City of Ontario Regains All Jobs Lost During Recession

The City of Ontario has regained all the jobs lost during the recession of 2008 and has begun to pass its pre-recession highs, according to a recent economic report prepared for the City of Ontario by Beacon Economics.Total nonfarm employment in the City of Ontario rose 4.4% year over year to 106,425 jobs, and saw unemployment fall in the Inland Empire to 6%.Key reasons for the economic recovery is that consumer spending is better than ever, and that the Inland Empire is integral to supporting this consumption, according to the November 2015 Regional Intelligence Report.“Inland Southern California is the logistics and distribution center of the West Coast, if not the entire United States,” the report reads. “Ontario is crucial to the American supply chain because of the relatively low rents, vast amounts of available land, business friendly environment and ideal and convenient location nearby major sea ports, rail systems and interstate highways.”Growth in LogisticsTransportation/Warehousing and Wholesale Trade showed the largest growth in September 2015. Transportation/Warehousing grew 9.5% and accounts for 15,300 or 14.3% of all jobs in Ontario. Wholesale trade increased 7.9% to 11,050, and accounts for 10.3% of all jobs.Another bright spot in the local economy is the positive impact logistics has across the supply chain, including its impact on the Professional, Scientific, and Technical and Management jobs. This sector grew 7.2% compared to last year, and comprises about 6% of the total jobs in Ontario. This sector is a great and well-known source of highly skilled, high wage jobs. Employees in this sector make on average $65,800 per year, compared to an average of $44,700 per year for industries in Ontario as a whole.Beacon Economics attributes this increase directly to its link to the Trade, Transportation and Utilities super sector.“As more industrial buildings are built out or enlarged, for example, more managers and supervisors are needed to oversee them and more science, technology, and development firms are hired to plan and outfit them with the latest logistics equipment, environmentally friendly features, and sophisticated software and hardware,” the report states. “Another reason for the subsector’s gains is that more new businesses have been moving in and more existing businesses have been adding locations in the region in order to participate in an economy that is beginning to resemble the bustling economics of coastal metropolitan areas but without the same high retail rent prices.”Other HighlightsThis trend will continue to increase with the addition of such employers as QVC, whose West Coast Distribution Center is currently being constructed in Ontario. This will be 1 million square feet and will eventually employ 1,000 people.Other highlights in the report includes:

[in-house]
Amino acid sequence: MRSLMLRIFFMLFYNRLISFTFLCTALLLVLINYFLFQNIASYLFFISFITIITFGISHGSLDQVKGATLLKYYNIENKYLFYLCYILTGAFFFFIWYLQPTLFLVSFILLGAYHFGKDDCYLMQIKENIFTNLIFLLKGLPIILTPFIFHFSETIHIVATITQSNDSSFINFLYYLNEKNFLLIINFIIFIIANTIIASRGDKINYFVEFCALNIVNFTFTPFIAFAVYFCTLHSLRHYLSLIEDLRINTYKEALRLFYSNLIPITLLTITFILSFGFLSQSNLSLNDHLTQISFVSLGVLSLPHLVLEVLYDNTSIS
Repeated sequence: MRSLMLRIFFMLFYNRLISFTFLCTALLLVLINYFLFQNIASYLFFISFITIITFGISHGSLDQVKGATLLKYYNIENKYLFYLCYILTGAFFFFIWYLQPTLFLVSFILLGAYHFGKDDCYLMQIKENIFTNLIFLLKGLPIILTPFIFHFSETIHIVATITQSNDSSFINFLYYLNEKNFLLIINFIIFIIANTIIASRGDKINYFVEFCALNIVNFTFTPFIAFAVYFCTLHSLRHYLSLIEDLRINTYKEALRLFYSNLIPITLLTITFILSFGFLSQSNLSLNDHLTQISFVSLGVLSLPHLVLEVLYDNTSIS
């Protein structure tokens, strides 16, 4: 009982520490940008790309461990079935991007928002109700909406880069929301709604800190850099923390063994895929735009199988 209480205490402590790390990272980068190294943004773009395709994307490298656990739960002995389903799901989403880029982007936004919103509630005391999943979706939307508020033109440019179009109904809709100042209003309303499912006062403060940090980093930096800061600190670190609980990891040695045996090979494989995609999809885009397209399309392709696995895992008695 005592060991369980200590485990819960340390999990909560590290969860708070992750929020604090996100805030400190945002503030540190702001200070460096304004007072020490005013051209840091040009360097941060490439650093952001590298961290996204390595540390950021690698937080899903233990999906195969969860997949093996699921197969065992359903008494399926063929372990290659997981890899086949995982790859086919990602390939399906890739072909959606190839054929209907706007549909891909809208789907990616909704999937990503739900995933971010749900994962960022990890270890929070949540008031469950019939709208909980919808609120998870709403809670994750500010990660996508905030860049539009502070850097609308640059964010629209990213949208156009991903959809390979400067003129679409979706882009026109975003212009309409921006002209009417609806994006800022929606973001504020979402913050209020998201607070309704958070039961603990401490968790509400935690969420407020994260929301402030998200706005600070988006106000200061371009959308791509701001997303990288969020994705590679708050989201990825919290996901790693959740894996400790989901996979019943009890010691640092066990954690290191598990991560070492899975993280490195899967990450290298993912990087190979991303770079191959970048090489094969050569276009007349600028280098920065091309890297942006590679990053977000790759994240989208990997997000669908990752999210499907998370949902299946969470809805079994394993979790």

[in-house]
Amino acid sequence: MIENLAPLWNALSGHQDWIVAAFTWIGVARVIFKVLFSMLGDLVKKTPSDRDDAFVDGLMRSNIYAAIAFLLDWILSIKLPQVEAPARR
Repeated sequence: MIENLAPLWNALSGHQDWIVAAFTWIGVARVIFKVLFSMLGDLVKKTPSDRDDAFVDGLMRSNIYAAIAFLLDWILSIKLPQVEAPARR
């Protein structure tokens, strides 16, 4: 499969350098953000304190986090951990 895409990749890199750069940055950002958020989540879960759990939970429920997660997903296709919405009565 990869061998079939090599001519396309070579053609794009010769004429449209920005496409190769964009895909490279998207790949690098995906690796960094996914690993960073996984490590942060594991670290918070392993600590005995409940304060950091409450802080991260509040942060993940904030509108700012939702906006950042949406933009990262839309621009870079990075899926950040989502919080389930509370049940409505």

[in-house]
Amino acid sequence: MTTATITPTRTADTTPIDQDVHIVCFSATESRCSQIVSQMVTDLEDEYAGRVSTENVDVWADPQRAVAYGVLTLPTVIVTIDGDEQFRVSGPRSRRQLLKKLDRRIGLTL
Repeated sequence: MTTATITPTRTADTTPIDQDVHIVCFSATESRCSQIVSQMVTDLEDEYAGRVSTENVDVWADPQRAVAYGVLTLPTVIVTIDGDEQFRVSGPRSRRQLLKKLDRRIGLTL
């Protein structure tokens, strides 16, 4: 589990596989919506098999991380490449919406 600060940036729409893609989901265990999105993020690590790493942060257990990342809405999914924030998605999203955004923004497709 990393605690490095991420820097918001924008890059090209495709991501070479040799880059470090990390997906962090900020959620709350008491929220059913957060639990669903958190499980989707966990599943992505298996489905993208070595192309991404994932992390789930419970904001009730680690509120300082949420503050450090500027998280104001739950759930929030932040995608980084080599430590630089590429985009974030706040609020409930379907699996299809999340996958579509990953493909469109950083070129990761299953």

• In the second quarter of 2015, taxable sales in Ontario continued to reach new highs, growing 8.9% year over year to $1.7 billion.
  • Ontario commercial real estate continues to maintain its affordability. In the second quarter of 2015, retail rent increased 2% year over year to $22.94 per square foot, office increased 1.7% to $22.57 and industrial rent increased 1.96% to $4.68.
  • Rental and housing markets continued to heat up in Ontario. Apartment rents rose, and median home process increased 7.6% to $347,160.

To read the complete report, visit http://www.ontariothinksbusiness.com/site-selection/data-demographics.Construction is underway of QVC’s West Coast Distribution Center in Ontario at I-10 and Vineyard Avenue. This will serve as a fulfilment center and administrative offices.